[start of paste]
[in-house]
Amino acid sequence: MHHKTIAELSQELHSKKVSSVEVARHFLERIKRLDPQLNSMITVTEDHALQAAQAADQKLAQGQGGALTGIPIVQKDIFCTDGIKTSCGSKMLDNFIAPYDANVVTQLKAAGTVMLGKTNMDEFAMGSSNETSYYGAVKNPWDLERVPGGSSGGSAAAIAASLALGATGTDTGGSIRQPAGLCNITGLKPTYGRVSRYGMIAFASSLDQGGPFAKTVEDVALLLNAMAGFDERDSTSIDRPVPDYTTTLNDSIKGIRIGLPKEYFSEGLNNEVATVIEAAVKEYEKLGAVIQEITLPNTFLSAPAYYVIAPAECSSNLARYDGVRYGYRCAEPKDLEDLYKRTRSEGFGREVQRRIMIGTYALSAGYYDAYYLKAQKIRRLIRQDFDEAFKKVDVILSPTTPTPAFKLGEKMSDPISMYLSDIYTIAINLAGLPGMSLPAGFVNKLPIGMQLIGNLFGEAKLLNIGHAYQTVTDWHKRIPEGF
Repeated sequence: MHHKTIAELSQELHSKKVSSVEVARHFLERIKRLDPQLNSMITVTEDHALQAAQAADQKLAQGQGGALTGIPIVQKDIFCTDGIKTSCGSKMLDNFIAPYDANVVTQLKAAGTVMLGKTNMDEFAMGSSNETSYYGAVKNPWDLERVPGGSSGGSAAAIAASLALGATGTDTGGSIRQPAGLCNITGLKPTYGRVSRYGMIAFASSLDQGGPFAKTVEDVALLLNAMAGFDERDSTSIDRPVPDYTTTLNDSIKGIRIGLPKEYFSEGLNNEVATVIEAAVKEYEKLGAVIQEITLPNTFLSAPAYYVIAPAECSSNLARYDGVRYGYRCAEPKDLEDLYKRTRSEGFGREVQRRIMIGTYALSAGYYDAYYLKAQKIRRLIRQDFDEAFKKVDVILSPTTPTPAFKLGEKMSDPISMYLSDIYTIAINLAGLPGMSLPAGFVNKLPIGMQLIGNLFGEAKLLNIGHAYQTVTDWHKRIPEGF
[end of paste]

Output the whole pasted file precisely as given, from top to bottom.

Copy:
[in-house]
Amino acid sequence: MHHKTIAELSQELHSKKVSSVEVARHFLERIKRLDPQLNSMITVTEDHALQAAQAADQKLAQGQGGALTGIPIVQKDIFCTDGIKTSCGSKMLDNFIAPYDANVVTQLKAAGTVMLGKTNMDEFAMGSSNETSYYGAVKNPWDLERVPGGSSGGSAAAIAASLALGATGTDTGGSIRQPAGLCNITGLKPTYGRVSRYGMIAFASSLDQGGPFAKTVEDVALLLNAMAGFDERDSTSIDRPVPDYTTTLNDSIKGIRIGLPKEYFSEGLNNEVATVIEAAVKEYEKLGAVIQEITLPNTFLSAPAYYVIAPAECSSNLARYDGVRYGYRCAEPKDLEDLYKRTRSEGFGREVQRRIMIGTYALSAGYYDAYYLKAQKIRRLIRQDFDEAFKKVDVILSPTTPTPAFKLGEKMSDPISMYLSDIYTIAINLAGLPGMSLPAGFVNKLPIGMQLIGNLFGEAKLLNIGHAYQTVTDWHKRIPEGF
Repeated sequence: MHHKTIAELSQELHSKKVSSVEVARHFLERIKRLDPQLNSMITVTEDHALQAAQAADQKLAQGQGGALTGIPIVQKDIFCTDGIKTSCGSKMLDNFIAPYDANVVTQLKAAGTVMLGKTNMDEFAMGSSNETSYYGAVKNPWDLERVPGGSSGGSAAAIAASLALGATGTDTGGSIRQPAGLCNITGLKPTYGRVSRYGMIAFASSLDQGGPFAKTVEDVALLLNAMAGFDERDSTSIDRPVPDYTTTLNDSIKGIRIGLPKEYFSEGLNNEVATVIEAAVKEYEKLGAVIQEITLPNTFLSAPAYYVIAPAECSSNLARYDGVRYGYRCAEPKDLEDLYKRTRSEGFGREVQRRIMIGTYALSAGYYDAYYLKAQKIRRLIRQDFDEAFKKVDVILSPTTPTPAFKLGEKMSDPISMYLSDIYTIAINLAGLPGMSLPAGFVNKLPIGMQLIGNLFGEAKLLNIGHAYQTVTDWHKRIPEGF